Red Bull wouldn’t have set up its own engine division if the team knew there was a full 2026 work schedule on the table.
Red Bull would not have formed its own engine department had the team known that a full work schedule was in place for 2026.
World Champion Max Verstappenwho is set to win his third consecutive Honda-powered drivers’ championship this season, said in Monaco it was a “shame” that the Japanese manufacturer was switching from Red Bull to Aston Martin for 2026.
“We spoke (with Honda) last fall and winter,” the team principal Christian Horner he said when asked about Verstappen’s disappointment.
Ultimately, Red Bull merged its new subsidiary Red Bull Powertrains with Ford for 2026, while Honda moved talks with Aston Martin.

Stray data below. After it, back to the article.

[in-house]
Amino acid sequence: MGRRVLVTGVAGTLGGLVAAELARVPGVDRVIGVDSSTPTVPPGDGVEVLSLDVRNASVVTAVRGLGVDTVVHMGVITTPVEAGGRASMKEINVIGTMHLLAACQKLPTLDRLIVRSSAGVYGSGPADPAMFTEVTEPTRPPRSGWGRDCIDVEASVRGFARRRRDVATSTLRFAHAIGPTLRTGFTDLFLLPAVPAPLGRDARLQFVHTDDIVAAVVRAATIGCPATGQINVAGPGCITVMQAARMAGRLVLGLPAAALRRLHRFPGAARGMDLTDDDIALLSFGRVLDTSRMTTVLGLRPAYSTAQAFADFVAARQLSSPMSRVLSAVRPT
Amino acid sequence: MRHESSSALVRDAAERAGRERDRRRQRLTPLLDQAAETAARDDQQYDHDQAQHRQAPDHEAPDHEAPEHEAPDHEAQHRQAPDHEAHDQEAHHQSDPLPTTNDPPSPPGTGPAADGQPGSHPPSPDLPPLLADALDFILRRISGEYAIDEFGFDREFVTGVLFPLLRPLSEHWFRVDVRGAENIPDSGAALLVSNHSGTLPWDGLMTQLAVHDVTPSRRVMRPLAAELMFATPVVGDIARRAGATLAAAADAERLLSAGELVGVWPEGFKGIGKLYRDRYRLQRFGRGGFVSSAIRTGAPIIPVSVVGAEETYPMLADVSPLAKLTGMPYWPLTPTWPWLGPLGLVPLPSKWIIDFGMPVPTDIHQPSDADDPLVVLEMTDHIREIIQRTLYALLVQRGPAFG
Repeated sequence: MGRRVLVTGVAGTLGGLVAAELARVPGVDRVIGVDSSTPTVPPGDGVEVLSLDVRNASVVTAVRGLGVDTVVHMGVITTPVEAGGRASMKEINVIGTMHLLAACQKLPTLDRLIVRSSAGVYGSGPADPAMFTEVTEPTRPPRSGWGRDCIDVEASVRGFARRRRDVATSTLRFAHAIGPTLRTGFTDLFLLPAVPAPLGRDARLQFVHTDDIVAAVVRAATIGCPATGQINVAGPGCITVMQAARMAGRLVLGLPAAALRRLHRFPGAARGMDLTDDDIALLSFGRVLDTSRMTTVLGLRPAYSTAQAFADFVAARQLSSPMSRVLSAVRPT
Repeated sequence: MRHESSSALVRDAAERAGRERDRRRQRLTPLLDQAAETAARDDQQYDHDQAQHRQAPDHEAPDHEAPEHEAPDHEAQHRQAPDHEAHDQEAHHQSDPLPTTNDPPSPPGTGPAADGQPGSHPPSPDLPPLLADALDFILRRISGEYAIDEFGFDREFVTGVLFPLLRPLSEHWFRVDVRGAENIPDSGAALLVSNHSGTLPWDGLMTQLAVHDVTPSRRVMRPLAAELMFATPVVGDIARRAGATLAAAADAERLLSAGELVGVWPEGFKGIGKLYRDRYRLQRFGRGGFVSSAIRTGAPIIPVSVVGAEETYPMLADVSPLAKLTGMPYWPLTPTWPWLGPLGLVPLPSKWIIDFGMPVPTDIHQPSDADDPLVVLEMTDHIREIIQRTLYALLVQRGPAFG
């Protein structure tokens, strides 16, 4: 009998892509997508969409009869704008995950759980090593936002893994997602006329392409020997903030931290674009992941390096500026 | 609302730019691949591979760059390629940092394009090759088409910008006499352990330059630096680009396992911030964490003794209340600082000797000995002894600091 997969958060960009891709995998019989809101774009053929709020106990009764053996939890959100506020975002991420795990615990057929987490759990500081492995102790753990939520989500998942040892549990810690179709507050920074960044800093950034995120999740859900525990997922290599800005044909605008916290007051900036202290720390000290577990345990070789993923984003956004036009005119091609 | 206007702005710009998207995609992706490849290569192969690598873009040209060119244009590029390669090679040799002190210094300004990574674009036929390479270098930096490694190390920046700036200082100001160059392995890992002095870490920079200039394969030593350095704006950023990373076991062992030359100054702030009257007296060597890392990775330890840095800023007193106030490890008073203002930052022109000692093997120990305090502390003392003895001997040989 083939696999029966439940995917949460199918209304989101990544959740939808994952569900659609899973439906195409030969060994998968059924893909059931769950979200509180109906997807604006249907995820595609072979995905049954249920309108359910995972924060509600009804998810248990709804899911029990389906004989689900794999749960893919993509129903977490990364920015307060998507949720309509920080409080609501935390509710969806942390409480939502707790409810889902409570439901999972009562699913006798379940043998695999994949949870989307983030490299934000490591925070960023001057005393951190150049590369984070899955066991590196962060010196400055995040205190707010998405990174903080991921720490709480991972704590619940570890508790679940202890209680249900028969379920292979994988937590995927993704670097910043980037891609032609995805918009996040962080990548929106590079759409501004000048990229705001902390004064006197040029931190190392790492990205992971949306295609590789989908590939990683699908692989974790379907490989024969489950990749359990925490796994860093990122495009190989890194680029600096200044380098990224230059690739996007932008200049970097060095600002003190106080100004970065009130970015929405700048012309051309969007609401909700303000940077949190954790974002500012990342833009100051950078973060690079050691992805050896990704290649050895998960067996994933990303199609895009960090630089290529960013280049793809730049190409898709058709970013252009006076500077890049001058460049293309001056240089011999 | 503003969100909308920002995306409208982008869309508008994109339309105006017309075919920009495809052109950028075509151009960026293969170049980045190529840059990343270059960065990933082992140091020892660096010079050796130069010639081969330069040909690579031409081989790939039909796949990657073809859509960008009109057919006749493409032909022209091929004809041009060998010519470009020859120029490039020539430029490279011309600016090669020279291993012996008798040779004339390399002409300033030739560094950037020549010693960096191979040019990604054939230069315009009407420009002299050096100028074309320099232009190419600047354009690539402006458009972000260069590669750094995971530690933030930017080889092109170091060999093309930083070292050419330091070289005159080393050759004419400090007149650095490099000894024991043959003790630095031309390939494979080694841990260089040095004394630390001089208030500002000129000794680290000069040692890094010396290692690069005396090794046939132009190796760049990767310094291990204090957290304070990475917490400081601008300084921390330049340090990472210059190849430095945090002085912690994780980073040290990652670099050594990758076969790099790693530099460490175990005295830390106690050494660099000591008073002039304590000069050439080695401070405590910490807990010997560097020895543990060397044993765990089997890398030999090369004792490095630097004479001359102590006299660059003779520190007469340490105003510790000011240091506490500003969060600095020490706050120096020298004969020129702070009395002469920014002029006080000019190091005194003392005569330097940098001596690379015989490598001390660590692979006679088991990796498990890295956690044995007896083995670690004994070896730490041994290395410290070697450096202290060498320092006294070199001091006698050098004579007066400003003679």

But Horner said the Honda split is only happening because of the Japanese carmaker’s decision to withdraw from Formula 1 at the end of 2021 – a decision that has now been completely reversed.
“It was certainly an expensive decision,” said Horner.
“We wouldn’t have made this leap if it hadn’t been for Honda’s withdrawal, so in many ways we should be grateful to them for the impetus to create our own engine plant and the jobs it has created.
“Would we have made the same decision knowing what Honda’s decision is today? Absolutely not,” he admitted.
“But we did it and we’re committed to it, and the more we commit, the more benefits we see for the group in the long run.”